- Capitalism and Alternatives -

However I am glad you understood

Posted by: Gee ( si ) on July 08, 1999 at 10:38:35:

In Reply to: Somewhat tautological posted by Nikhil Jaikumar on July 07, 1999 at 16:32:44:

: If he was a saocialist, he would be less willing to describe teh Soviet union, China, etc. as "communist".

the data being as applicable to the arguments for stateless socialism though.

: 1) he claims that no two democracies have ever made war on each other. But such a claim is misleading, because it uses a) an ideological definition of 'democracy' and b) a narrow definition of 'war'.

What of our your tight definitions of socialism (and mine of free trade) on this board? i think his wording opens eyes to the fact that we are not living in defacto democracies regardless of their names.

: 1) India's economy was more state-controlled than pakistan's, yet Pakistan indulged in genocide and India did not.\

I wasnt just talking about control of the economy - I should have extended that to legislative control of individual activity, for which both India and Pakistan were pretty bad. remember that for me liberty is not just liberty in trade, but free action too. In reality the two are hand in hand but many would say that Chile has been 'free trade' despite the oppressions.

: Perhaps I didn't make the point clearly. The reason I blame capitalism is simply this. It si teh logic of capitalism that states that food should be allotted to those who can pay. Do you deny this?

Ok, restated I get your point. Food consumption is mediated by effective demand, not 'needs'.

: isn't that what a 'market' is? you offer money and get food, etc.?

At its most fundamental a 'market' is two people exchanging value for value - you could swap pears for oranges, you could swap interesting tales, affection, or a million bucks for a lurif piece of modern art you like. It means exchanging value for value, this not being restricted to buying and selling as we generally think about it.

: At a time when tehre is neough food to feed these people, the problem is not one of under-production, so it must be one of distributiuon.

It is one of effective demand, earlier point is relavent. If people in the west showed effective demand to feed others it would happen.

: Since the death of tehse children is due to teh way food was distributed, I would chalk up the 2 deaths to the fault of this ultra-equalitarian economic system. Wouldn't you?

I would blame the person / group deciding on the distribution.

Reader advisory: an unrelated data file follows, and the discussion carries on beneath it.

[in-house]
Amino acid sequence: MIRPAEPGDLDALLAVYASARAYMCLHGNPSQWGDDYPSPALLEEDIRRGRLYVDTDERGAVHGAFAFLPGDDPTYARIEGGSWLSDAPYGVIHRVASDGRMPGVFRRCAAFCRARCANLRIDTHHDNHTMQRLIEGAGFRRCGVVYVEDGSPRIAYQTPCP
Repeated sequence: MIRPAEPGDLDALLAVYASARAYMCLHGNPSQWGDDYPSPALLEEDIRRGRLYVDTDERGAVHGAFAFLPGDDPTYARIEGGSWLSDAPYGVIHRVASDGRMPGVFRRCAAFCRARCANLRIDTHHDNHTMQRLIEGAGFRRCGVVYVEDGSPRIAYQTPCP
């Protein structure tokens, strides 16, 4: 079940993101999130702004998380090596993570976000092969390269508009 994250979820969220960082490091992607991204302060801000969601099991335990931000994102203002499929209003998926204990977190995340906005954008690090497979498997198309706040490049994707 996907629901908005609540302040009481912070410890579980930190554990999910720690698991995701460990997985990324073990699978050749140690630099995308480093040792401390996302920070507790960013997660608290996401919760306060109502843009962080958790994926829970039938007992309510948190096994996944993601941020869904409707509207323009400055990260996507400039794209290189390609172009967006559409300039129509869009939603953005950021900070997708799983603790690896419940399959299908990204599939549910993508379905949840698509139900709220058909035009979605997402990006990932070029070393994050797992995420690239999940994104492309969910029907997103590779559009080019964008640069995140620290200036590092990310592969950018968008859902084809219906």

: since we blame the socialist (not communits) system in this case, we should be equally ready to blame the capitalist system when balme is deserved.

We should really blame the said legislator of the above equalitarianism - if his ideal was some kind of socialism its difficult ot blame it. hence you shouldnt find me blaming communism for Stalins murders (and tell me off if I do!)

In the above we must 'blame' those who would be capable of expressing the effective demand on behalf of the starving and decided not to, if we are to blame anyone.

: but then, since every society in history ahs had some degree of public control + governbment, what do you use as your mdoel? whjat convinces you that your ideal would ever work, if it's never been tried?

Because along the scale less control produces more abundance - to extrapolate we might say that no control produces even more. i am open to the idea that some kind of minimal control is necessary to stop it from sliding into 'negative returns' with anarchy. the other argument is philosophical - if mankinds 'tool of survival' is his mind and his ability to accurately deal with reality then any coerceive interference with that by another represents a burden.

: I am using the "govrenment" in the ideal sense here, to mean "the collective represenattive of the people, or, at leastm, the majority".

I cant think of a country wherre this really genuinely happens.

: Yes it was, in that it was necessary to have parliamentary government (= the represenattive of the people) around to check the excesses of this greedy, extremely powerful individual.

What stopped the people (who would have to make a government for there to be a government) from foregoing the middle stage of making a state and just deposing him as a just act of self defence? does it *need* government, or is it that government kinda works, and we are not questioning whether it wouild work better without the 'middle man'

: your argument, though not tautological, has a tautological aspect to it. the less power teh government has, the less power they can use either to build health care, etc. or to kill people. So it should be no surprise that more powerful governments do more evil things- they do more THINGS, period. under a minimalist state, individuals take over from teh government as the primary killers- hence the high rates of crime, terrorism, etc. in Brazil, England and teh United States. In spite of this, however, even minimalist governments have lkilled a lot of pwople as we see in places like Chile. I accede to your point, but then you should also accept that the less pwoerful teh government, the more killings will be committed by individuals.

Unless self defence is not hindered by any sized government in anyway, as it is in the exmaples.

the risk you are setting up is the one that a big government has more potential to protect me therefore I'll take it - when the assumption that it will seek to protect you, or actually be able to - is on thin ice. It does not follow.

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